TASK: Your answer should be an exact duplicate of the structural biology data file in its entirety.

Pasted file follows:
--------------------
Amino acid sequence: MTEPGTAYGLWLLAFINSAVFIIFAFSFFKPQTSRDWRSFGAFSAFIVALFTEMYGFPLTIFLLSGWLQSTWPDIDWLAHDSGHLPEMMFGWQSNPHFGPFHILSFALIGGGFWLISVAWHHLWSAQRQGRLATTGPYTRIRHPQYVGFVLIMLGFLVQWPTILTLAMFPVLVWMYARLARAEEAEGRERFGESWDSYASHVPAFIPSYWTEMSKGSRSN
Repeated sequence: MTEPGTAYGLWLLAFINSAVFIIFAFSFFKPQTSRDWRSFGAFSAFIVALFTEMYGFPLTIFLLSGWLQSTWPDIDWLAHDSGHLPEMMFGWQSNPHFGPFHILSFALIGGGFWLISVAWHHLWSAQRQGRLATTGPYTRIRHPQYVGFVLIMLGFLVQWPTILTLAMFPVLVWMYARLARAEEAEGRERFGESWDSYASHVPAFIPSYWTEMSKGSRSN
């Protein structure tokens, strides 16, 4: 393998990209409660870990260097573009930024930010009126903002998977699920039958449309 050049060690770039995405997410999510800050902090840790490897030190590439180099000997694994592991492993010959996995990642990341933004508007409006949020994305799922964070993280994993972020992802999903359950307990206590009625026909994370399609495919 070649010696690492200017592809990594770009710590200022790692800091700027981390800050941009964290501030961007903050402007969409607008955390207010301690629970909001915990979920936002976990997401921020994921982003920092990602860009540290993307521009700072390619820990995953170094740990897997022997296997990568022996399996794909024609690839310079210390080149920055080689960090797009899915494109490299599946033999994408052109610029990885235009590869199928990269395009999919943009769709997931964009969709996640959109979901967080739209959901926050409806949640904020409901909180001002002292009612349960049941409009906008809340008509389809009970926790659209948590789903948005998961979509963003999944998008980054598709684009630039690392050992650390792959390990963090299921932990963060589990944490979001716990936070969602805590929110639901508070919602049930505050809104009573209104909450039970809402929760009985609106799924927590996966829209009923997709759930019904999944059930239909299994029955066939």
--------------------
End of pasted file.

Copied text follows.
Amino acid sequence: MTEPGTAYGLWLLAFINSAVFIIFAFSFFKPQTSRDWRSFGAFSAFIVALFTEMYGFPLTIFLLSGWLQSTWPDIDWLAHDSGHLPEMMFGWQSNPHFGPFHILSFALIGGGFWLISVAWHHLWSAQRQGRLATTGPYTRIRHPQYVGFVLIMLGFLVQWPTILTLAMFPVLVWMYARLARAEEAEGRERFGESWDSYASHVPAFIPSYWTEMSKGSRSN
Repeated sequence: MTEPGTAYGLWLLAFINSAVFIIFAFSFFKPQTSRDWRSFGAFSAFIVALFTEMYGFPLTIFLLSGWLQSTWPDIDWLAHDSGHLPEMMFGWQSNPHFGPFHILSFALIGGGFWLISVAWHHLWSAQRQGRLATTGPYTRIRHPQYVGFVLIMLGFLVQWPTILTLAMFPVLVWMYARLARAEEAEGRERFGESWDSYASHVPAFIPSYWTEMSKGSRSN
């Protein structure tokens, strides 16, 4: 393998990209409660870990260097573009930024930010009126903002998977699920039958449309 050049060690770039995405997410999510800050902090840790490897030190590439180099000997694994592991492993010959996995990642990341933004508007409006949020994305799922964070993280994993972020992802999903359950307990206590009625026909994370399609495919 070649010696690492200017592809990594770009710590200022790692800091700027981390800050941009964290501030961007903050402007969409607008955390207010301690629970909001915990979920936002976990997401921020994921982003920092990602860009540290993307521009700072390619820990995953170094740990897997022997296997990568022996399996794909024609690839310079210390080149920055080689960090797009899915494109490299599946033999994408052109610029990885235009590869199928990269395009999919943009769709997931964009969709996640959109979901967080739209959901926050409806949640904020409901909180001002002292009612349960049941409009906008809340008509389809009970926790659209948590789903948005998961979509963003999944998008980054598709684009630039690392050992650390792959390990963090299921932990963060589990944490979001716990936070969602805590929110639901508070919602049930505050809104009573209104909450039970809402929760009985609106799924927590996966829209009923997709759930019904999944059930239909299994029955066939």